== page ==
Census numbers show that San Francisco families are fleeing the city for other bays. Why? Well, for starters, larger houses, roomier backyards, and more affordability. As soon as wee ones leave the stroller stage, it seems, parents decide to ditch the city. And while the younger, more jaded San Franciscan might think that's just swell -- really, who wants to see a stroller at their favorite bar? -- this flight is not good for a thriving metropolis.
New census figures show that despite an intense focus by city and public school officials to curb family flight, San Francisco last year had 5,278 fewer kids than it did in 2000.
The city actually has 3,000 more children under 5 than it did 10 years ago, but has lost more than 8,000 kids older than 5.
Just 13.4 percent of the city's 805,235 residents are younger than 18, one of the smallest percentages of any city in the country. In 1970, those younger than 18 made up 22 percent of San Francisco. In 1960, they made up 25 percent.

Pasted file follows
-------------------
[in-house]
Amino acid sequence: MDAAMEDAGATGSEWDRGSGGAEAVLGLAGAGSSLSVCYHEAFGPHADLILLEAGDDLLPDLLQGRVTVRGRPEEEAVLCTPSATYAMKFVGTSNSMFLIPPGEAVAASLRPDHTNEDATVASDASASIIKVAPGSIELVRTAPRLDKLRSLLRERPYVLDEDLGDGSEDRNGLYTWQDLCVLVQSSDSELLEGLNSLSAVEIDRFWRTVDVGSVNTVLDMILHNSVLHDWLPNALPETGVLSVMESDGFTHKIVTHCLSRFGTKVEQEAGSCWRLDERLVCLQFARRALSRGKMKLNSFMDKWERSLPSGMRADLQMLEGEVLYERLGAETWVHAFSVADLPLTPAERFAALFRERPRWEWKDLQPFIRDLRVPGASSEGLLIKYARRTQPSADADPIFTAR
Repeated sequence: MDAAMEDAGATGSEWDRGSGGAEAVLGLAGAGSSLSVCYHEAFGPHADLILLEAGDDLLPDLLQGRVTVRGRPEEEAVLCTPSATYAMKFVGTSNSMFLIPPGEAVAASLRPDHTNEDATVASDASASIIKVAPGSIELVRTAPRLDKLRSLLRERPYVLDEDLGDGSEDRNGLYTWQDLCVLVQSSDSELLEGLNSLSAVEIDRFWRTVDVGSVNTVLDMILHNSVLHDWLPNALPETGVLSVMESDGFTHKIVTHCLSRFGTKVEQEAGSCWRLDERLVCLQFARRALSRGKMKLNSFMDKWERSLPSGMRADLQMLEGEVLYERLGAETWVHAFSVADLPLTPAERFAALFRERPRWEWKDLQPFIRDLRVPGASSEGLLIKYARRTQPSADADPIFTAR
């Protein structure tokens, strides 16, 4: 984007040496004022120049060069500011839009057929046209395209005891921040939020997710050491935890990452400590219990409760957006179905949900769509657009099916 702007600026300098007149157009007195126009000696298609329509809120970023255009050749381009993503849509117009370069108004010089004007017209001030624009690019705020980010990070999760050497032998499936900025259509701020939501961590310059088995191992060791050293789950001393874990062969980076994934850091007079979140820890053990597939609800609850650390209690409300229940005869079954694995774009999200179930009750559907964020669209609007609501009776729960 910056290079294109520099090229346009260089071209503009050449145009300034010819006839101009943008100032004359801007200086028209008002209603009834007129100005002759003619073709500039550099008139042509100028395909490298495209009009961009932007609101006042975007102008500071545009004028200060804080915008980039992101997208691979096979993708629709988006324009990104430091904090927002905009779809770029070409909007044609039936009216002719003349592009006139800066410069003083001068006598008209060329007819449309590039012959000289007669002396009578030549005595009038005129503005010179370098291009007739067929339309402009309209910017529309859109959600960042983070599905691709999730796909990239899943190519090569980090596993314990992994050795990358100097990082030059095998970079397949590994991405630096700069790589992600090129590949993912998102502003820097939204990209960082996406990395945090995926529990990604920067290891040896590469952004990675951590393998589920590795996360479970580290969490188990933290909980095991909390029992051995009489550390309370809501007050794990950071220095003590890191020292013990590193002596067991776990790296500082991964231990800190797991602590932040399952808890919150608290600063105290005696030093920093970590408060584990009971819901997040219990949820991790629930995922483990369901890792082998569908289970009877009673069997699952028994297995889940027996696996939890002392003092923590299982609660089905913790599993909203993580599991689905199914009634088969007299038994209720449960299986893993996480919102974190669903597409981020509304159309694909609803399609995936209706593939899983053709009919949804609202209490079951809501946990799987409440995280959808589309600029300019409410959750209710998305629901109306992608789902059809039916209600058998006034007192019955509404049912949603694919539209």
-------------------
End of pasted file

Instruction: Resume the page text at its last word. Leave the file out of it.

One of San Francisco's most notoriously hypocritical politicians, Gavin Newsom, ditched the city he ran for two terms soon after his wife, Jennifer, pooped out their second child. "I'm not moving out of the city," Newsom told The Chronicle. "It's just a new mother who wants to be close to her family a few miles away. We're temporarily relocating."
In other words, Gavin Newsom moved out of the city. Thanks for leaving the dinner party without helping out with the dishes again, Lieutenant Governor. Sigh.
Anyway, the disparity between hyper-wealthy families and families living well below the poverty level are glaring. The city, it seems, just isn't accommodating to middle class clans.
A few reasons why families are fleeing in record numbers, according to The Chronicle? A new school assignment system "that gives some priority to children living near a school"; the alleged "Manhattanization" of San Francisco, which claims that City Hall is more "geared toward benefiting mostly highly skilled, professional industries"; the astounding ost of private school; and overall cost of living.
Other reasons we think families are leaving? Many new parents, who moved here from more lackadaisical towns, freakout when they have kids and feel the need to move back from which they came; crime; and public displays of gay affection that secretly irk rookie parents.
Why do you think parents are leaving the city?